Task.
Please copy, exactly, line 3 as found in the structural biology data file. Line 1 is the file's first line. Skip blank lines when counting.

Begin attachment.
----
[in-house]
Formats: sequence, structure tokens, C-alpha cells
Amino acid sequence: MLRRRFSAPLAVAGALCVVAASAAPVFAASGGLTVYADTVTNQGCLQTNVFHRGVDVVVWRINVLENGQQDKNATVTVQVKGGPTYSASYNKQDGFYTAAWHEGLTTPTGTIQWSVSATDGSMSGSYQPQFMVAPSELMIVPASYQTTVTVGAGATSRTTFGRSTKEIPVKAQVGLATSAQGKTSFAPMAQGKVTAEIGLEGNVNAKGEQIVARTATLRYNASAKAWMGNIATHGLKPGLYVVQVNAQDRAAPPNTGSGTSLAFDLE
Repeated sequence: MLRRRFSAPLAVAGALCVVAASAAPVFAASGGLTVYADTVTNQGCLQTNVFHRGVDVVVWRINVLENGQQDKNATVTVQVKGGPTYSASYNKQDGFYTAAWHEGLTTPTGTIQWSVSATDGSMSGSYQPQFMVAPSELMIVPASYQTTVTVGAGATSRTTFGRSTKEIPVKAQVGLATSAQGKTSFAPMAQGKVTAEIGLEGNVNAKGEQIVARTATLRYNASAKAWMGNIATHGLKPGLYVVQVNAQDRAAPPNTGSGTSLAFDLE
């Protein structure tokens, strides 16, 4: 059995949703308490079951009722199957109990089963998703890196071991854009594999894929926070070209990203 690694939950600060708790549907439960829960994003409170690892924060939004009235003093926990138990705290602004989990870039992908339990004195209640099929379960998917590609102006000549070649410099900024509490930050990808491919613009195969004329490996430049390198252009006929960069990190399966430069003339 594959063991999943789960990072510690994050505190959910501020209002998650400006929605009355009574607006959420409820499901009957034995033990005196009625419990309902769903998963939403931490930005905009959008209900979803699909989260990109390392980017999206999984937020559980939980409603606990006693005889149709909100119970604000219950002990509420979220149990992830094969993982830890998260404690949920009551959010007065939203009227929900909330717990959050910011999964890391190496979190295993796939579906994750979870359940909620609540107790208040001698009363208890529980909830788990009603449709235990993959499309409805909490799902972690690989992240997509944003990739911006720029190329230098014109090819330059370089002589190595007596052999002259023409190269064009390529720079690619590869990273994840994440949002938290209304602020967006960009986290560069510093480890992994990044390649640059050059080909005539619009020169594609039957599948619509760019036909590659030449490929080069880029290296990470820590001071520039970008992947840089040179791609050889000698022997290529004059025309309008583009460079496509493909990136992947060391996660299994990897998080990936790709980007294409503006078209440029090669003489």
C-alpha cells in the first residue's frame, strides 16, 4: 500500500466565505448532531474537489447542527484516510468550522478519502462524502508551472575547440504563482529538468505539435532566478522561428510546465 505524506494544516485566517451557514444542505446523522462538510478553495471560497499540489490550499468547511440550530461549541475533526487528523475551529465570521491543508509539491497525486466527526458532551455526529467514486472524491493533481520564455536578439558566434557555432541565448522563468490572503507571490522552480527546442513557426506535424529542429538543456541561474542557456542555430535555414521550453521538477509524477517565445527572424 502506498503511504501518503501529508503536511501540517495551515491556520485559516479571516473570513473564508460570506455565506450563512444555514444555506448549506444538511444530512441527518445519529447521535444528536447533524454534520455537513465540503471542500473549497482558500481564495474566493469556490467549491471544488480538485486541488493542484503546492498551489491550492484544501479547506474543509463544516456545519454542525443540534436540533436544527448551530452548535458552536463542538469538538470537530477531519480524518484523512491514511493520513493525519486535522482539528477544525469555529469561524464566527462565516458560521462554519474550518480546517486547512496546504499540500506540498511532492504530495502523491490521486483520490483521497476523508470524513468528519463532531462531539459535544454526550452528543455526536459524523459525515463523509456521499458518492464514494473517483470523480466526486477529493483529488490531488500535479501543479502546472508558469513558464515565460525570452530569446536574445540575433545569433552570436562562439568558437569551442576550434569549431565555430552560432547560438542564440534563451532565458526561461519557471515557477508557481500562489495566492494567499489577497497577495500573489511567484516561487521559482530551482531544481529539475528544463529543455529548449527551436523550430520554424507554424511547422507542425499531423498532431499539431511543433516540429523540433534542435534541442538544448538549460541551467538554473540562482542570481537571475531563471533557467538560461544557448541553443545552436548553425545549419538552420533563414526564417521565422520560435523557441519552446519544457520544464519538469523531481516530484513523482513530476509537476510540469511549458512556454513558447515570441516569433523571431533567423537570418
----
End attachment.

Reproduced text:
Amino acid sequence: MLRRRFSAPLAVAGALCVVAASAAPVFAASGGLTVYADTVTNQGCLQTNVFHRGVDVVVWRINVLENGQQDKNATVTVQVKGGPTYSASYNKQDGFYTAAWHEGLTTPTGTIQWSVSATDGSMSGSYQPQFMVAPSELMIVPASYQTTVTVGAGATSRTTFGRSTKEIPVKAQVGLATSAQGKTSFAPMAQGKVTAEIGLEGNVNAKGEQIVARTATLRYNASAKAWMGNIATHGLKPGLYVVQVNAQDRAAPPNTGSGTSLAFDLE